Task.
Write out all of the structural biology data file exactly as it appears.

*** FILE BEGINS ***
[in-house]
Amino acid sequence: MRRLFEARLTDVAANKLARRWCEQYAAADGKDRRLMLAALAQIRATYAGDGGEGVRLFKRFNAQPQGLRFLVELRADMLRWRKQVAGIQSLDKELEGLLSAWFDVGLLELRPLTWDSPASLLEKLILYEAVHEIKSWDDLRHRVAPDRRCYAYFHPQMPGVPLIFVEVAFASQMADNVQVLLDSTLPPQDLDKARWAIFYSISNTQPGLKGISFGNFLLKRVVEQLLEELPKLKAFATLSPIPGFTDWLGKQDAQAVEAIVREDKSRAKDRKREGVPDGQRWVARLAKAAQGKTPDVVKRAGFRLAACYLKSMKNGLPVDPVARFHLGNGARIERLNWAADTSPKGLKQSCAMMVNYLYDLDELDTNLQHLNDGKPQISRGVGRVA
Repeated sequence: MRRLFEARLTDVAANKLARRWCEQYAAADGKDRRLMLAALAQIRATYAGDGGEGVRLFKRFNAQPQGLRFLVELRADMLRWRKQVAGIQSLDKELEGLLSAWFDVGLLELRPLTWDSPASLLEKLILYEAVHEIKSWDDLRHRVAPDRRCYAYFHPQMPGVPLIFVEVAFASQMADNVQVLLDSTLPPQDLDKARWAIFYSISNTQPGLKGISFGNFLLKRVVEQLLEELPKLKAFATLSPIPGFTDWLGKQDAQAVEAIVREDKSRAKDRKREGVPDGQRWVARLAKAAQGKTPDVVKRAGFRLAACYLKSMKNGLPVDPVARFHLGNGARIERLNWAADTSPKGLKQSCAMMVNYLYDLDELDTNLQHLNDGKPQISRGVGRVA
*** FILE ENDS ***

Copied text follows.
[in-house]
Amino acid sequence: MRRLFEARLTDVAANKLARRWCEQYAAADGKDRRLMLAALAQIRATYAGDGGEGVRLFKRFNAQPQGLRFLVELRADMLRWRKQVAGIQSLDKELEGLLSAWFDVGLLELRPLTWDSPASLLEKLILYEAVHEIKSWDDLRHRVAPDRRCYAYFHPQMPGVPLIFVEVAFASQMADNVQVLLDSTLPPQDLDKARWAIFYSISNTQPGLKGISFGNFLLKRVVEQLLEELPKLKAFATLSPIPGFTDWLGKQDAQAVEAIVREDKSRAKDRKREGVPDGQRWVARLAKAAQGKTPDVVKRAGFRLAACYLKSMKNGLPVDPVARFHLGNGARIERLNWAADTSPKGLKQSCAMMVNYLYDLDELDTNLQHLNDGKPQISRGVGRVA
Repeated sequence: MRRLFEARLTDVAANKLARRWCEQYAAADGKDRRLMLAALAQIRATYAGDGGEGVRLFKRFNAQPQGLRFLVELRADMLRWRKQVAGIQSLDKELEGLLSAWFDVGLLELRPLTWDSPASLLEKLILYEAVHEIKSWDDLRHRVAPDRRCYAYFHPQMPGVPLIFVEVAFASQMADNVQVLLDSTLPPQDLDKARWAIFYSISNTQPGLKGISFGNFLLKRVVEQLLEELPKLKAFATLSPIPGFTDWLGKQDAQAVEAIVREDKSRAKDRKREGVPDGQRWVARLAKAAQGKTPDVVKRAGFRLAACYLKSMKNGLPVDPVARFHLGNGARIERLNWAADTSPKGLKQSCAMMVNYLYDLDELDTNLQHLNDGKPQISRGVGRVA